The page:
Thursday, October 22
One line of questioning during a hearing of the House Select Committee on Benghazi is telling. Hillary Clinton, former US Secretary of State and presidential candidate, testified in response to questions from Rep. Lynn Westmoreland of Georgia.
Clinton suggested she could not micro-manage or second-guess the assessments from security professional on the ground, and Westmoreland insisted on protection for US facilities such as the compound in Benghazi.
Westmoreland: I'm not saying shut it down. I'm saying protect it.... And when you say security professionals, I'm not trying to be disparaging with anybody, but I don't know who those folks were but ...
Clinton: Well, they are people who risked their lives.
Westmoreland: ... but it's just my little opinion that they were not very professional when it came to protecting people
Clinton later returned to defending capabilities of security personnel protecting diplomatic and other US staff.
Clinton: I must add, Congressman, the diplomatic security professionals are among the best in the world. I would put them up against anybody. And I just cannot allow any comment to be in the record in any way criticizing or disparaging them. They have kept Americans safe in two wars and in a lot of terrible situations over the last many years. I trust them with my life, you trust them with yours when you are on Codels. they deserve better, and they deserve all the support that Congress can give them because they are doing a really hard job very well.
Westmoreland: Well, ma'am, all I can say is that they miss something here and we lost four Americans."
The committee was established to investigate events surrounding the deaths of four Americans in Benghazi September 11, 2012. Assignments in countries with extremists and insurgengies are difficult. Any encounter, even ones with a child, can turn into a deadly suicide bombing or attack. Security teams must constantly observe surroundings and nuances to make instant assessments. Security teams must also assess the courage of those whom they protect.
Such decisions are a constant worry for the Army Ranger in Fear of Beauty:
As they turned the corner, a young girl emerged from the brush, unnoticed by the driver or Cameron. Joey gripped his M16, and Habib's hand covered his side arm.... Smiling, she approached the Humvee, running her hand along the side and letting it rest there, as if posing for a photo.... Startled the driver turned. A more skittish soldier might have shot her - he fervent wish of every extremist.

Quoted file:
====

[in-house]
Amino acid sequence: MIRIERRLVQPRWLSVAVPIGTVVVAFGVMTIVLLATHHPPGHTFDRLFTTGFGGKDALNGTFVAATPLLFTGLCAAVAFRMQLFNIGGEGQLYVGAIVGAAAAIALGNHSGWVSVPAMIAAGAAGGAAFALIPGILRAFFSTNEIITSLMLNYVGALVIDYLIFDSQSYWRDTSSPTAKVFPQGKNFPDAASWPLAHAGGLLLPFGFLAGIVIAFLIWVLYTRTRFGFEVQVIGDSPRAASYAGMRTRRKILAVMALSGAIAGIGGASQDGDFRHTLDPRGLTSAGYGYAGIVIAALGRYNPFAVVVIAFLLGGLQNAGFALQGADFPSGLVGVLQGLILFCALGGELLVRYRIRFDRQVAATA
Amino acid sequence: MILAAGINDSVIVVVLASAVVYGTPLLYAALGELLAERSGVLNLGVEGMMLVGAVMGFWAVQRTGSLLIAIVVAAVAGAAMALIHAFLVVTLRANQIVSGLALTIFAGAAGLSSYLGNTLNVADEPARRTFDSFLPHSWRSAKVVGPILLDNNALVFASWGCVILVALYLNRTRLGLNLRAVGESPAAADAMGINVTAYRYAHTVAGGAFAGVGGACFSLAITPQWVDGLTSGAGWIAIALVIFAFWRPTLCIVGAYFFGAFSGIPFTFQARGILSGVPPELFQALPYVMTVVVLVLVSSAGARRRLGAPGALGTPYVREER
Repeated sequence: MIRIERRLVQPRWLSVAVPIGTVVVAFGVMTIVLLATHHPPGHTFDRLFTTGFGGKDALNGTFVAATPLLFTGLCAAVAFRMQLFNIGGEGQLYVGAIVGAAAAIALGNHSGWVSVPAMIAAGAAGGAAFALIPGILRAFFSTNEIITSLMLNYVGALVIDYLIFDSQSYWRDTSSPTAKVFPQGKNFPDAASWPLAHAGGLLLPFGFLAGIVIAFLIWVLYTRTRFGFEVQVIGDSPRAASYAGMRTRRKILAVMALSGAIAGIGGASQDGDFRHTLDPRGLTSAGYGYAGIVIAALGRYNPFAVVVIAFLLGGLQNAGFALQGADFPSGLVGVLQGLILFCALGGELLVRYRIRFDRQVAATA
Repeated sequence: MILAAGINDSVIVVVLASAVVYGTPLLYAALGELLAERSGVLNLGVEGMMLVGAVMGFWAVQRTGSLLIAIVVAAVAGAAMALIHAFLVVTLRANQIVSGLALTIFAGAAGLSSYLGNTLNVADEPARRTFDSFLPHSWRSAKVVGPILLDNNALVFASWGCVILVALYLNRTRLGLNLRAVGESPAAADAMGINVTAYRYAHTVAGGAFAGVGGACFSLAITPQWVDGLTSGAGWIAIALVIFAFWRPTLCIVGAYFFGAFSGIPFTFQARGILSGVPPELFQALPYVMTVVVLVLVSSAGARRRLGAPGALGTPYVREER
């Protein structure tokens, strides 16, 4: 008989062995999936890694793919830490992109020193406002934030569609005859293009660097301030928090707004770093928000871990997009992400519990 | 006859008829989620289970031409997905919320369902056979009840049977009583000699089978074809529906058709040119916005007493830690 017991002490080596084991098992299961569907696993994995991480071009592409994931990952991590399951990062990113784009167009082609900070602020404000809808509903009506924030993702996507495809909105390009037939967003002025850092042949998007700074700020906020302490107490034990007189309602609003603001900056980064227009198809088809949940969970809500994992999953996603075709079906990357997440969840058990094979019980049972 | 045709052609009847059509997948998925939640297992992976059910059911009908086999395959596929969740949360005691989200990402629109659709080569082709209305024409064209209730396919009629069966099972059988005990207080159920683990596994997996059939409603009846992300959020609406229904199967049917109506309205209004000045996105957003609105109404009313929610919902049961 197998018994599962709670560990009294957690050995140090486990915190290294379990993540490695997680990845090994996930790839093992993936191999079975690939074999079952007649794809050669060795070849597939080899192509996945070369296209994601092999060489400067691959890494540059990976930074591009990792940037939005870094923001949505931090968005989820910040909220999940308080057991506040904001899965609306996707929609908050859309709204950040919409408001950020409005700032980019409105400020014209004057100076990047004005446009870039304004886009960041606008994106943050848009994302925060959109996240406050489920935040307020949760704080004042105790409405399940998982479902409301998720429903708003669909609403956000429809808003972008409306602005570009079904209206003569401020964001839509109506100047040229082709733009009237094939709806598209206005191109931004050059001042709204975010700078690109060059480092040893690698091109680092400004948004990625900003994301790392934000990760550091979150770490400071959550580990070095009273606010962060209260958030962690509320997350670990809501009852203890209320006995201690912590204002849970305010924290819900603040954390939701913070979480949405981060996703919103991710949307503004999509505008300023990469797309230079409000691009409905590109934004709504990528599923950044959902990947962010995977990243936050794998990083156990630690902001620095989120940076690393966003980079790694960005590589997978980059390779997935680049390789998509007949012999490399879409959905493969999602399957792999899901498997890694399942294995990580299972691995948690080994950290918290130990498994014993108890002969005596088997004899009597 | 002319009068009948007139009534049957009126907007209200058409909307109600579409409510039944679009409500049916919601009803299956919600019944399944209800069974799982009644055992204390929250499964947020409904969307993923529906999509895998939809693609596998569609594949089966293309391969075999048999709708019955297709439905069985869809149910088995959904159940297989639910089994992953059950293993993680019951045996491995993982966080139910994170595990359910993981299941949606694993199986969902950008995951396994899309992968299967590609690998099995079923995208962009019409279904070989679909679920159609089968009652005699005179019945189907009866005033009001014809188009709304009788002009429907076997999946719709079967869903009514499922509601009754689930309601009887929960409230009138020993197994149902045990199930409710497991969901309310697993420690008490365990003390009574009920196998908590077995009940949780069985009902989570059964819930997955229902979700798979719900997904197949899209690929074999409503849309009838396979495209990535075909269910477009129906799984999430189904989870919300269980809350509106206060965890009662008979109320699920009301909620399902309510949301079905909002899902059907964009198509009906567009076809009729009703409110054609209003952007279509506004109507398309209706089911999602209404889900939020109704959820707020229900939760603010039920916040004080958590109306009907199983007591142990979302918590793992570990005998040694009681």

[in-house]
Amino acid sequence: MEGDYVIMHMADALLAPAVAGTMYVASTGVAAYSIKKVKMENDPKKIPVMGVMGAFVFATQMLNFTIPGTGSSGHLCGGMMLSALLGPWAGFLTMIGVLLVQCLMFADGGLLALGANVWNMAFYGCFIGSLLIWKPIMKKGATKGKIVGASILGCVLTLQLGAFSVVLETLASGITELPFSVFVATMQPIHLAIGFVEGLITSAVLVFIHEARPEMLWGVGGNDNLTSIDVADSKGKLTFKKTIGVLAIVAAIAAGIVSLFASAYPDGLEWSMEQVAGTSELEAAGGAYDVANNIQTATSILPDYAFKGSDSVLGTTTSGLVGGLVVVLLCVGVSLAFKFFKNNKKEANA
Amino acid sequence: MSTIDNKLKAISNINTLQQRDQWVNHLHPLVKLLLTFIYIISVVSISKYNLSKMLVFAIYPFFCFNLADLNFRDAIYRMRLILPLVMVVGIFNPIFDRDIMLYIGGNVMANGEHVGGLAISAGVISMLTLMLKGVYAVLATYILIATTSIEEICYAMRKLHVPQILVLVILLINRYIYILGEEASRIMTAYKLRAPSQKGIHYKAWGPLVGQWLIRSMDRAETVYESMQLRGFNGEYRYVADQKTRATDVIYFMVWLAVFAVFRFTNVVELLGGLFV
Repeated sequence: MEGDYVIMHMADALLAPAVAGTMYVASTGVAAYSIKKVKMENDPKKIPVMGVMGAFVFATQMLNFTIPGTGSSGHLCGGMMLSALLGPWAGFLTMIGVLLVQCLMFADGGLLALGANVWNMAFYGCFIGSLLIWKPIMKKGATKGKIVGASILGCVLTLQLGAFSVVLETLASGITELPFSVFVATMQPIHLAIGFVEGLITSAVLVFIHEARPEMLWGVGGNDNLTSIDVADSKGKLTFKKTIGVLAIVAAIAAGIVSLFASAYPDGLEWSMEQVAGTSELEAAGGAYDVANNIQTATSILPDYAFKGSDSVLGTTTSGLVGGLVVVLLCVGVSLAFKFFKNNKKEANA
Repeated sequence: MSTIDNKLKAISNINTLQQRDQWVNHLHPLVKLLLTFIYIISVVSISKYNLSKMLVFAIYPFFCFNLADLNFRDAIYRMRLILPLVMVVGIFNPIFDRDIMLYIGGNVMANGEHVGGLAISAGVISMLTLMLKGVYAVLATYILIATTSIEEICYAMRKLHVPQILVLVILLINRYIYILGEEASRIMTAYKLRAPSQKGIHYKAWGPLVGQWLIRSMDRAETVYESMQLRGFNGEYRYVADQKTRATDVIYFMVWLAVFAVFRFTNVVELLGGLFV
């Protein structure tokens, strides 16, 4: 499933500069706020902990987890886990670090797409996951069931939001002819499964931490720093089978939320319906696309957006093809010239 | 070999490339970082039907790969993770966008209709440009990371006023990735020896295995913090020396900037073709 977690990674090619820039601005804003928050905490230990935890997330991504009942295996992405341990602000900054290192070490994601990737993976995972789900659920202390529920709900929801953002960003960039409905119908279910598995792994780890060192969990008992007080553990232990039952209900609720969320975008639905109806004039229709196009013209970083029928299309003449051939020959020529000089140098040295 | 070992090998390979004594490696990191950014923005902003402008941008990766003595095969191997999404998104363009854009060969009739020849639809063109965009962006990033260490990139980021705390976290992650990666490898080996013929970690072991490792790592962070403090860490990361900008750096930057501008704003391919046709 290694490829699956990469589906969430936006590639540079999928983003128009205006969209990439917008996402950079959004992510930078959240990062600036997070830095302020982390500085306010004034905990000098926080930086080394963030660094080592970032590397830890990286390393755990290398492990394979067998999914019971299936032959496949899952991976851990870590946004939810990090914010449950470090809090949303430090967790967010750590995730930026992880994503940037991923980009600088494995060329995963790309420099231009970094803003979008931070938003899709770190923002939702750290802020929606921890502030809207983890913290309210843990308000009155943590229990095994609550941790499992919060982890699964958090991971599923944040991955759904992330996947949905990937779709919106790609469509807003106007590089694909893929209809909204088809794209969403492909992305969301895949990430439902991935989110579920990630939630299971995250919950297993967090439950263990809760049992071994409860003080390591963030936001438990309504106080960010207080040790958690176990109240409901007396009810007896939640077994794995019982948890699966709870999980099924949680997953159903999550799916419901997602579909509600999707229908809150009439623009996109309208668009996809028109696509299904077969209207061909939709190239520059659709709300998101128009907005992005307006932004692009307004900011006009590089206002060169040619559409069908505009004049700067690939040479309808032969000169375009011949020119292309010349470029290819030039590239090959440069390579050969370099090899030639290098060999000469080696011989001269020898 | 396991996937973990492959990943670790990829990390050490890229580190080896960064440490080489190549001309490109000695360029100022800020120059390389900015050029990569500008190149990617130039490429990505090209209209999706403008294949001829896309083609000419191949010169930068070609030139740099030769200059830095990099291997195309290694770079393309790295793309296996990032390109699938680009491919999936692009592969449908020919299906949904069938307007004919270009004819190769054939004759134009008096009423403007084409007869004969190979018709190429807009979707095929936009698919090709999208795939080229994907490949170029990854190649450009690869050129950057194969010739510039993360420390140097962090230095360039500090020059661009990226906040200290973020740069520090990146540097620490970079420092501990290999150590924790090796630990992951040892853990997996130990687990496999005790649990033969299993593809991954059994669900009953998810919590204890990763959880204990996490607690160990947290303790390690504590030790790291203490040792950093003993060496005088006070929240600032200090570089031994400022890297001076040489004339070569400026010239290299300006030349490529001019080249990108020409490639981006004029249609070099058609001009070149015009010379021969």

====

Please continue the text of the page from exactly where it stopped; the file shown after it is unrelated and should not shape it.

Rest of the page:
Old rules or codes of conduct do not apply in conflict areas like Afghanistan and Libya and even the security forces on the ground struggle over such decisions.
Photo of Benghazi, courtesy of Dennixo and Wikimedia Commons.
Tuesday, October 16
President Barack Obama on Benghazi consulate attack, Rose Garden, September 12, 2012
"No acts of terror will ever shake the resolve of this great nation, alter that character, or eclipse the light of the values that we stand for."
Presidential Debate, Hempstead, NY, October 16, 2012:
MITT ROMNEY: There were many days that passed before we knew whether this was a spontaneous demonstration, or actually whether it was a terrorist attack.
BARACK OBAMA: The day after the attack, governor, I stood in the Rose Garden and I told the American people in the world that we are going to find out exactly what happened. That this was an act of terror and I also said that we're going to hunt down those who committed this crime.
ROMNEY: I — I think interesting the president just said something which — which is that on the day after the attack he went into the Rose Garden and said that this was an act of terror.
OBAMA: That's what I said.
ROMNEY: You said in the Rose Garden the day after the attack, it was an act of terror. It was not a spontaneous demonstration, is that what you're saying?
OBAMA: Please proceed, Governor.
UPDATE, Oct 18: Some of the president's longtime critics suggest that the words "acts of terror" did not apply specifically to the Benghazi attacks. The statement's title is
"Remarks by the President on the Deaths of U.S. Embassy Staff in Libya."
"Acts of terror" can only mean Libya. Those who suggest otherwise - their disrespect for the presidency, petulantly and desperately trying to remove meaning from words - are doing their candidate, Mitt Romney, a grave disservice.